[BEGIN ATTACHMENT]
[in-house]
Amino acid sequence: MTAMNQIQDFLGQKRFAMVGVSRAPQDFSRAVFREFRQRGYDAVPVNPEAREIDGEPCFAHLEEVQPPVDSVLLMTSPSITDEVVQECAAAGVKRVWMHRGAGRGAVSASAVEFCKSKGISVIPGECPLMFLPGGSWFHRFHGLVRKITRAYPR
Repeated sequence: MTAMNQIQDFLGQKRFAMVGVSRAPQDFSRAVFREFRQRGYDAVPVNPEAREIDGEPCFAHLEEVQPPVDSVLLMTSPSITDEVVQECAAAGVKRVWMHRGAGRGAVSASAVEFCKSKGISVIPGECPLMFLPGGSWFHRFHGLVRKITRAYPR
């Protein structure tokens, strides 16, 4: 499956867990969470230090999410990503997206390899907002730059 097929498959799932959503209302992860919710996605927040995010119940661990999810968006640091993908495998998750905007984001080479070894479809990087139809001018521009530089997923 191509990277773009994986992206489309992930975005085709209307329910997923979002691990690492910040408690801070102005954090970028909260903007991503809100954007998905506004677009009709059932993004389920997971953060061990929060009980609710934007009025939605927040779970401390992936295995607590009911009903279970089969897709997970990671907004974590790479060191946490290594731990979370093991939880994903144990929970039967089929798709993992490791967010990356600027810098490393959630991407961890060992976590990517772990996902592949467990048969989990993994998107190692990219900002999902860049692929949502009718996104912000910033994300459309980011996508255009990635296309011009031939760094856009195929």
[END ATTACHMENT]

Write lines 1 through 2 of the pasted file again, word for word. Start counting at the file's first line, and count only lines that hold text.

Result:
[in-house]
Amino acid sequence: MTAMNQIQDFLGQKRFAMVGVSRAPQDFSRAVFREFRQRGYDAVPVNPEAREIDGEPCFAHLEEVQPPVDSVLLMTSPSITDEVVQECAAAGVKRVWMHRGAGRGAVSASAVEFCKSKGISVIPGECPLMFLPGGSWFHRFHGLVRKITRAYPR